ST. Vincent and the Grenadines Prime Minister, Dr. Ralph Gonsalves, Wednesday underscored the importance of the tourism industry to the socio-economic development of the island and urged stakeholders to ensure its sustainability.
Addressing the opening of the Caribbean Conference on Sustainable Tourism Development (STC2019), Gonsalves said he was aware of nationals with an untoward attitude to tourism.
“We must have it as the Maroons said in Jamaica, when they were fighting the British, the quest must be a noise in your blood and an echo in your bones for every single Vincentian, everyone,” Gonsalves said.
The three-day conference, which is being held in collaboration with the St Vincent and the Grenadines Tourism Authority (SVGTA), will allow industry experts to address the urgent need for a transformational, disruptive, and regenerative tourism product to meet the ever-rising challenges
It is being held under the theme “Keeping the Right Balance: Tourism Development in an Era of Diversification” and Gonsalves told the ceremony he is also aware of people who still hanker for mass agriculture.
But he reminded the audience that the United States has 80 per cent of its economy in services while the number of persons in the agricultural sector is declining.
“They produce a lot of food. The United States of America is the largest producer of food, but, as a proportion of the economy, in terms of employment, very small and of the economy overall,” Gonsalves said noting that in Britain, agriculture accounts for at least two per cent of the economy.
He said St. Vincent and the Grenadines has to adopt a similar here SVG may well be “a local disruption by creating spaces and the kinds of income which could be earned for ordinary labourer would be higher than that if you growing sweet potatoes or yam.
“But we have yam to eat and sweet potatoes to consume and we can’t feed ourselves on ganja, though we can use the money to import, but we have to do our balance to have a sense of security of food.”
Prime Minister Gonsalves said he knows some people, including some in the media, who are of the opinion that ““tourism is only for white people and when they come here, they walking ‘bout place and they staying in good hotels, they down at the beaches’ and all of these things.”.
But he said he wanted to make it clear also that the beaches here are open to everyone and “only a minority, a tiny minority of persons who have not yet learnt the way to triumph over the disabilities and the limitations and the legacy of underdevelopment from native genocide and the enslavement of African bodies, is not to live in the past but to use our knowledge of the past to rise and rise triumphantly in our own interest and to utilise what we have in our environment …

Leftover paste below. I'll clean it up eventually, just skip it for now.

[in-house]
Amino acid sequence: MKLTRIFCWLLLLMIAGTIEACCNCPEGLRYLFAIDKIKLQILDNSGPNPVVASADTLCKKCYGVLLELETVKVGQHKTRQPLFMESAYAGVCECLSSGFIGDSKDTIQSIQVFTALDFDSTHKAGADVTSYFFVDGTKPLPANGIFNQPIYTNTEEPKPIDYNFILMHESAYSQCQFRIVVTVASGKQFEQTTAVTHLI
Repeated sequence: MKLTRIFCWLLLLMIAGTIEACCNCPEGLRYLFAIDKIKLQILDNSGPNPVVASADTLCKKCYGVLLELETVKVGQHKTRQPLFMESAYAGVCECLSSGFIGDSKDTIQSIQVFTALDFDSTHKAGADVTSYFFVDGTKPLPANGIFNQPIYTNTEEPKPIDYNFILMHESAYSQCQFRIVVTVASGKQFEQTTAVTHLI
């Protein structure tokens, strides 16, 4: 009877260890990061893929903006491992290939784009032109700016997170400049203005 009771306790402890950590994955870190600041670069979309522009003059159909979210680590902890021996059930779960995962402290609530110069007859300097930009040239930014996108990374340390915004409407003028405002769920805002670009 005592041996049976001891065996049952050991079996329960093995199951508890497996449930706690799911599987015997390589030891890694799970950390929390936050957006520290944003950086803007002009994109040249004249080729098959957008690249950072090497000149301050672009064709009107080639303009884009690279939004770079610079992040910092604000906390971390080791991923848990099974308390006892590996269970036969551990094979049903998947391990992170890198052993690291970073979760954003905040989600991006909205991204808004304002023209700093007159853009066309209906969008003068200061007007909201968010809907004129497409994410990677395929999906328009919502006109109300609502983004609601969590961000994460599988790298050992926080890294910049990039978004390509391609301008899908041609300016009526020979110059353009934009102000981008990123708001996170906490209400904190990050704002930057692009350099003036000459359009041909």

“Its natural beauty, its beaches and the like to make a good living off of that where we are inviting people to come and enjoy that with us. And the overwhelming majority of people in this country share that perspective, but, often, the discordant few get the coverage…”
He said everyone with access to the internet is “some kind of warrior”
“But, invariably, they are warriors in New York, London, Toronto, Winnipeg and the like, quite enjoying the white people money and don’t want to come home. I know this is going to get headlines and I am going to be attacked for saying this, but I am saying that we cannot live in the past,” Gonsalves said.
“We have to triumph in the current period, that is to say, get a level of consciousness and understanding; not to forget the past but to internalise it and utilise it within our own interest and where we have to make relevant demands, including reparations for native genocide and African slavery, we make those demands, but not in a confrontational manner, but in a manner consistent with a partnership which is required of all of us on this small planet which we call earth.”
Gonsalves said when people visit the island they must know that they are coming to a place that is welcoming, warning however, that if the government does not reduce poverty and create jobs, there would be resentment, as is the case in parts of Italy because of some localised factors.
“And that is why me must make tourism a noise in our blood and an echo in our bone”.
Gonsalves said there were several challenges to sustainable tourism in the region, namely, climate change and its consequences; resource scarcity, including non-renewable energy; fresh water; aging population; growing economy and increase in the absolute numbers of the global poor; artificial intelligence; and the fact that challenges questions cannot be dealt with unilateral or by nativist responses.
He said that Kingstown has lodged Sustainable Tourism Development within the framework of the Sustainable Development Goals (SDGs), which are part and parcel of the island’s developmental thrust.
Gonsalves said his ruling Unity Labour Party administration specifically incorporated the 17 SDGs into its manifesto for the 2015 general elections and this constituted part of the conversation with the electorate.
“And, of course, we are re-elected for a fourth term,” he said, adding that his government takes this as a specific mandate from the people, in addition to world leaders having signed on the SDGs.
Prime Minister Gonsalves further said that in the National Economic And Social Development Plan 2013 to 2025, the section on tourism elaborated many of the ideas and principles of the SDGs in relation to tourism, although the document predated the SDGs by two years.
“This is not a matter that is a sideshow for us, this is part of the real act. Not part of a warm up act, it is Beyoncé and Rihanna preforming together,” Gonsalves said.